Examples would include Apple (AAPL), the S&P 500 ETF (SPY) or even a bond fund like the iShares US Aggregate Bond Fund (AGG). If a stock or ETF has an “options market” it means that calls and puts can be traded on that underlying security.
Nearly all large cap stocks and popular ETFs have options markets. This makes our life pretty easy as most of these markets are highly liquid and allow investors to build and liquidate positions with ease.
Calls and puts can both be bought and sold, just like any other security. One especially nice aspect of options is that you don’t necessarily have to own a call or put in order to sell one. As we’ll see over the course of the next few months, some situations will warrant buying calls and puts, and others will warrant selling calls and puts.
When determining which side to be on (buying vs. selling), it’s important to remember this general rule of thumb: Option buyers have rights; option sellers have obligations.
The implications of this statement will become more clear as we progress, but this is a fundamental truth and one that will affect every decision regarding the use of options.
Okay, enough beating around the bush. Let me explain exactly what calls and puts are, and then we’ll wrap up with a brief summary.
A call option is the option to buy an asset at an agreed upon price on or before a particular date.
A put option, on the other hand, is the option to sell an asset at an agreed upon price on or before a particular date.
Again, keep in mind that both call options and put options can be bought and sold. If you’re the buyer of a call option, it means you have the right to buy the underlying asset. If you’re the seller of a call option, it means you have conveyed to someone else the right to buy the underlying asset from you (recall our general rule of thumb above).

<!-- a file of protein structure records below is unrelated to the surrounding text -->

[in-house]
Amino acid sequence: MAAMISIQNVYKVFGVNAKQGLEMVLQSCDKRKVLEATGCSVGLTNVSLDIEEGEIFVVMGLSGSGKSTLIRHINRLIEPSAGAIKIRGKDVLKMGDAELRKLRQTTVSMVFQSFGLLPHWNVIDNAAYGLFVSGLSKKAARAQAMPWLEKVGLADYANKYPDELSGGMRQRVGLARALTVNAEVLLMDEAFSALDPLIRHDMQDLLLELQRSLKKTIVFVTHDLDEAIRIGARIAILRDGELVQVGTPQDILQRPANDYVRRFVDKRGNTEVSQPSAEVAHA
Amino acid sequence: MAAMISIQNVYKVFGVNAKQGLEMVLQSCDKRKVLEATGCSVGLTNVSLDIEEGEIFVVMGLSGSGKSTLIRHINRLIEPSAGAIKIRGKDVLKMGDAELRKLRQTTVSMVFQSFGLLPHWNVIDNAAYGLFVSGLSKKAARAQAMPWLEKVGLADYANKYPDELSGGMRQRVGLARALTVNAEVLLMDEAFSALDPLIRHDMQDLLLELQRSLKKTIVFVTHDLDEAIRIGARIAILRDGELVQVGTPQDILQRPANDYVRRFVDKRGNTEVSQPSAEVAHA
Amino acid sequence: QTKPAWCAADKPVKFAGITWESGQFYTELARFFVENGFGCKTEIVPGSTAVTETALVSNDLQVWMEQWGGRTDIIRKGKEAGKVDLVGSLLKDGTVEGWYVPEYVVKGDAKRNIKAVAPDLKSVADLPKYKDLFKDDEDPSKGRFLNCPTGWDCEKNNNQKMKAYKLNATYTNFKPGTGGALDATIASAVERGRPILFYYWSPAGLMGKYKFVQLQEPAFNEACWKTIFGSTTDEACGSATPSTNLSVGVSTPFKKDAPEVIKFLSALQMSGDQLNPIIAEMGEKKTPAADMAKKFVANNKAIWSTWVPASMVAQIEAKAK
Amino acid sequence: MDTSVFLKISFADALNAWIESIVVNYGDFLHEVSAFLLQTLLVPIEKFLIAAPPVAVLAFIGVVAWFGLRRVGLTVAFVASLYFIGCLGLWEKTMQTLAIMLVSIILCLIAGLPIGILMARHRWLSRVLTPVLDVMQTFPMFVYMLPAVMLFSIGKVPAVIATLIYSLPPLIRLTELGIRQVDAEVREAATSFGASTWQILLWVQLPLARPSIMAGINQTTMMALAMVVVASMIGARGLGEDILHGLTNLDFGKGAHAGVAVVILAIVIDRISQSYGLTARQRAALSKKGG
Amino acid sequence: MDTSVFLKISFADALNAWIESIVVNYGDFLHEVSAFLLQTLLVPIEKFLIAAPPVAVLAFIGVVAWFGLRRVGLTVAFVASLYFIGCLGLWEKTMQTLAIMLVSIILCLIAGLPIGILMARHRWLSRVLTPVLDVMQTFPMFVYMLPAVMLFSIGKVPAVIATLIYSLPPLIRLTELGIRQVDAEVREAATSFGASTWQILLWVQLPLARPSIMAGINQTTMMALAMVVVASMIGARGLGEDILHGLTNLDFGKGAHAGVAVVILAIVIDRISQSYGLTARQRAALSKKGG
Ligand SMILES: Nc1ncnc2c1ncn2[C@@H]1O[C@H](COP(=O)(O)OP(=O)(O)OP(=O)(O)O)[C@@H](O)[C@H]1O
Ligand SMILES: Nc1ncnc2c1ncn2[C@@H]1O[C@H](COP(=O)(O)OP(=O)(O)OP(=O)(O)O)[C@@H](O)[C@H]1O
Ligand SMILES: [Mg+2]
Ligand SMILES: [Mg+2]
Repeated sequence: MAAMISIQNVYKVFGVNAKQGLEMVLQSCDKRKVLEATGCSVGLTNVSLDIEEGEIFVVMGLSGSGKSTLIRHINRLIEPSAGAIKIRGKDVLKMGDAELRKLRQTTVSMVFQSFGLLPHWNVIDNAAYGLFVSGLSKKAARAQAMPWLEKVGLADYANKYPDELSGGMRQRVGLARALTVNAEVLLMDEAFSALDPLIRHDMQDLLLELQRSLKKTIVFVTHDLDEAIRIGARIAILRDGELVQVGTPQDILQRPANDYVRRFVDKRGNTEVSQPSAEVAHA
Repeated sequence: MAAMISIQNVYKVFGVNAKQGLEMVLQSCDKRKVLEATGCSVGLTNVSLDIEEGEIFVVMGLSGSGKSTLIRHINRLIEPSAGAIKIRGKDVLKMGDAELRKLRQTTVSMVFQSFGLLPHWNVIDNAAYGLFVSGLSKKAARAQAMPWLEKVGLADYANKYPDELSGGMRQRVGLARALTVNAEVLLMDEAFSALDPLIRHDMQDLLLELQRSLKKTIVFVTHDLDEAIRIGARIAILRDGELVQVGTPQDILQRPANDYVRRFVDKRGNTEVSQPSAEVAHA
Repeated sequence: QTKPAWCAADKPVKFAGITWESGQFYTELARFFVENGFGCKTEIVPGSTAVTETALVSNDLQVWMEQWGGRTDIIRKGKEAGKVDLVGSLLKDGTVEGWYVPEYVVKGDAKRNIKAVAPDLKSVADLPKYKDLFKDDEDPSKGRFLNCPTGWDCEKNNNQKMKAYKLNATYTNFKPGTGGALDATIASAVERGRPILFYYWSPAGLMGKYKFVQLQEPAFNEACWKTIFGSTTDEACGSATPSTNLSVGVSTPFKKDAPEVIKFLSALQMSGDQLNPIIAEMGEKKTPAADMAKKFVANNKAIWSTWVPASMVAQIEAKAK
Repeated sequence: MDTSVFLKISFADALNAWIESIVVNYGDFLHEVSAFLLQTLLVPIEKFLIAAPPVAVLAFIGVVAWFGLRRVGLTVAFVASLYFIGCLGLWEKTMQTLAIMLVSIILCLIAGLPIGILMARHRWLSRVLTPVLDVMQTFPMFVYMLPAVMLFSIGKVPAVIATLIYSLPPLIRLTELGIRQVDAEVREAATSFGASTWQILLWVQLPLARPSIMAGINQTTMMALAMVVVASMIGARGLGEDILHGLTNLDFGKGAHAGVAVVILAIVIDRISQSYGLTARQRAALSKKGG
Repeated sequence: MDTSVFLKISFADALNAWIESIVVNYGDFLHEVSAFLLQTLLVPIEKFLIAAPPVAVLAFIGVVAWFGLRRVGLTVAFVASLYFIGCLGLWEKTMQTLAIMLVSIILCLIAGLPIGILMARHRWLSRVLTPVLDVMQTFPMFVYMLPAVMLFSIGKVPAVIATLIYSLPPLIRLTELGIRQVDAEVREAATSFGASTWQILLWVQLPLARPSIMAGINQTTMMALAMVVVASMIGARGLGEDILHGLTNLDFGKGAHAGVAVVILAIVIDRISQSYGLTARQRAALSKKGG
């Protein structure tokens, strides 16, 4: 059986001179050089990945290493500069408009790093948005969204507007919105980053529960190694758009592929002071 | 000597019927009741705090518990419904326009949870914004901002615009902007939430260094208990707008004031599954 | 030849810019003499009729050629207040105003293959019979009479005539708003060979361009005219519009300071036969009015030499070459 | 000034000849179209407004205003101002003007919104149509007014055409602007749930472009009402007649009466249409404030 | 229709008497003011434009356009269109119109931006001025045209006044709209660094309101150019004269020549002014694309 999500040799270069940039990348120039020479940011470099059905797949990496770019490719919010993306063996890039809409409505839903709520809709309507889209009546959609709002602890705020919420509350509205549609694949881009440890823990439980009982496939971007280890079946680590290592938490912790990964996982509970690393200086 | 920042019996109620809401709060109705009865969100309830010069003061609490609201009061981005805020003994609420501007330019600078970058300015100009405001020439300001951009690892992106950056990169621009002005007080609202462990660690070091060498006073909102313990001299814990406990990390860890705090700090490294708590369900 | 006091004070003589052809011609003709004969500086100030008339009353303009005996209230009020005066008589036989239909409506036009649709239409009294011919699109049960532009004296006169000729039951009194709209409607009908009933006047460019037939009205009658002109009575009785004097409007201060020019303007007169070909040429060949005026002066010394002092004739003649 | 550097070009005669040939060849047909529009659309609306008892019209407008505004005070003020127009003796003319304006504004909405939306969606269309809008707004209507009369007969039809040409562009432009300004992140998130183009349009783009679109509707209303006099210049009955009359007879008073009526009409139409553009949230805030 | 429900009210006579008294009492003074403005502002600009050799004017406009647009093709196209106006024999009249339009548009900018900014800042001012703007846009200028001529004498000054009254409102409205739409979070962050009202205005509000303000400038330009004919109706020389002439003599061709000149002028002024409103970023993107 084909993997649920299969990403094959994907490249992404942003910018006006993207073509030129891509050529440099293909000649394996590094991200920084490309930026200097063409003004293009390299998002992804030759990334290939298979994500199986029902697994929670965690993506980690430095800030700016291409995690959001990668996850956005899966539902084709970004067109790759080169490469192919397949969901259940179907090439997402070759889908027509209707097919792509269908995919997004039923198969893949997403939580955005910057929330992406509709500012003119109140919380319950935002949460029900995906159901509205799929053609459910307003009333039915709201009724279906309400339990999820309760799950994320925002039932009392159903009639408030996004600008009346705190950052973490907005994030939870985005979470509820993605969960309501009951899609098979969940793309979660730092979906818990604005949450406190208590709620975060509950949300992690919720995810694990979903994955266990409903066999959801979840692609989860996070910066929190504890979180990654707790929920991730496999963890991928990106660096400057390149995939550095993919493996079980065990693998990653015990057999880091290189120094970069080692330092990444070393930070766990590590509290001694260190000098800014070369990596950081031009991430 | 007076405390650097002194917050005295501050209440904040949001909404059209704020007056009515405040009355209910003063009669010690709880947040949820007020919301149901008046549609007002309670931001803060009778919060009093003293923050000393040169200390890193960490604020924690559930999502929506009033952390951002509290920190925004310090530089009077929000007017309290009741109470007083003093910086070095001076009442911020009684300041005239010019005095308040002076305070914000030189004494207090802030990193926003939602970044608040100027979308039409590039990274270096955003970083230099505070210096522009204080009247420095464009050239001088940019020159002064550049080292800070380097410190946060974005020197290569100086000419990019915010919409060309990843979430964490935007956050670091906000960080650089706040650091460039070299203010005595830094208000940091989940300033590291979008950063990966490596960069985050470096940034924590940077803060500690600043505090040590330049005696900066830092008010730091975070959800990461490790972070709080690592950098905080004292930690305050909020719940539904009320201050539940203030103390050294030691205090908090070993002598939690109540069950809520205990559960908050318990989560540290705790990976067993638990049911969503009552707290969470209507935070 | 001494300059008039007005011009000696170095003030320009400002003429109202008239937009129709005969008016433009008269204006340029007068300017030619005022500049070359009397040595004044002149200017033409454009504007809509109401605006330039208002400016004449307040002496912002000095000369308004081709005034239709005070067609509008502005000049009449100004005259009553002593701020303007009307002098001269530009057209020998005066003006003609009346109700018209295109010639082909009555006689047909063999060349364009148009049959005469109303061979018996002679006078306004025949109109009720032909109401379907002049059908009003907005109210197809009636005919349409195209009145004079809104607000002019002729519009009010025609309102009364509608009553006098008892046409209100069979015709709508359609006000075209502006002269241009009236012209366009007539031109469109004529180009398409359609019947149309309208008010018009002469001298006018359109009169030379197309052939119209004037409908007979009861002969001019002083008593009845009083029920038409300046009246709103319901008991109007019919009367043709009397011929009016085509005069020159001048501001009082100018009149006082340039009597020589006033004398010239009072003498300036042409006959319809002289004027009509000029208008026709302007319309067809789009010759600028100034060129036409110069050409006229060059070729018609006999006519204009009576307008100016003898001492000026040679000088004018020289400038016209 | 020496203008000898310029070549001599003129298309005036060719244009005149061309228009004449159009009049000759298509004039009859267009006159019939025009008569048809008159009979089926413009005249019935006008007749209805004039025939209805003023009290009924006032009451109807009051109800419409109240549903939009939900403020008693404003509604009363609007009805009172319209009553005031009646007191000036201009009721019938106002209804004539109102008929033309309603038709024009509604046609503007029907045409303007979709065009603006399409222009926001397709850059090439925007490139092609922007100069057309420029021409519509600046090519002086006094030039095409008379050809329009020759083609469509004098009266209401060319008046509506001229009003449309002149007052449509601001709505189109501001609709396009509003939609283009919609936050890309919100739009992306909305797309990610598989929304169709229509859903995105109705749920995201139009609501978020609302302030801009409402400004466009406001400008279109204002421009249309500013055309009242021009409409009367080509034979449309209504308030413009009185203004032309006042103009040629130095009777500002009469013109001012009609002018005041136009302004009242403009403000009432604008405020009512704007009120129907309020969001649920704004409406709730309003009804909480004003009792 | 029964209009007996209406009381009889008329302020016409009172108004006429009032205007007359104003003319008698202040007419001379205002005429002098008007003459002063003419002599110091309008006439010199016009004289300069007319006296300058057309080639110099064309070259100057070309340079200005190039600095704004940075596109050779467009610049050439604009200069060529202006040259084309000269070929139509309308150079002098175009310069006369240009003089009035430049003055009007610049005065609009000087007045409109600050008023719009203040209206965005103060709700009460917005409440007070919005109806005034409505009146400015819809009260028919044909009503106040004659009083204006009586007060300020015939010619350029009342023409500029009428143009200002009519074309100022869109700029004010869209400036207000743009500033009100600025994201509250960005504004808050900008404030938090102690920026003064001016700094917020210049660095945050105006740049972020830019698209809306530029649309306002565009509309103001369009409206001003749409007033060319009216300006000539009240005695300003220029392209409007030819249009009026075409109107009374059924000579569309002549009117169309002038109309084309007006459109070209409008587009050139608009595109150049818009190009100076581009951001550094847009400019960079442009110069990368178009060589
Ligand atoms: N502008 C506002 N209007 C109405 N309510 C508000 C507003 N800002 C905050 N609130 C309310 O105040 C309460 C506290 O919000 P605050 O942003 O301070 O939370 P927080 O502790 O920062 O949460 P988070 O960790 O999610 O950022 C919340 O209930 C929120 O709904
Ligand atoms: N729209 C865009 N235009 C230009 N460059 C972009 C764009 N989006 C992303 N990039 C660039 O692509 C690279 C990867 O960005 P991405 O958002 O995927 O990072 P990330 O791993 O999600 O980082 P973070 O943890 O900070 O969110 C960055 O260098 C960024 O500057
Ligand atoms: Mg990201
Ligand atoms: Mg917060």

Conversely, if you’re the buyer of a put option, it means you have the right to sell the underlying asset. And if you’re the seller of a put option, you have conveyed to some else the right to sell you the underlying asset.
If that doesn’t make sense right off the bat, don’t worry. Things will become more clear as we progress and go through examples. In the meantime, just understand that there are two types of options (calls and puts) and each one can be bought and/or sold.
Wrapping things up, I want to go through a bit more of the vocabulary and terms that are associated with call and put options.
We’ve already discussed the “underlying asset,” which is the asset that the call or put option derives its value from. The two other important aspects that we need to be aware of with options are the “strike price” and the “expiration date.”
As mentioned earlier, call and put options convey the right (but not the obligation) to buy or sell assets at an agreed upon price. That price is known as the strike price. As we’ll see moving forward, choosing the right strike price is an integral part of using options to your advantage.
Next, all options have an end date, or expiration date. When an option is traded, the rights and obligations of that option (whether it be a put or a call) only last until a certain point in time.
This could be anywhere from a day or two in the future, up to many years from now. Here as well, choosing the right expiration date is a very important factor.
There are more nuances to options pricing that we’ll get into, but what we’ve discussed so far should suffice as an initial introduction.
In the next segment, we’ll go through examples for buying a call option, selling a call option, buying a put option and selling a put option. We’ll also discuss what factors in the marketplace affect the pricing of options.
Introduction to Calls and Puts (Part 2)
Now let’s begin by going over some examples of buying and selling a call option.
The best place to start when it comes to understanding how option contracts work is to look at buying calls. This is because call buying is one of the simplest ways of trading options, and it positions the buyer to benefit from a rise in the underlying stock or ETF.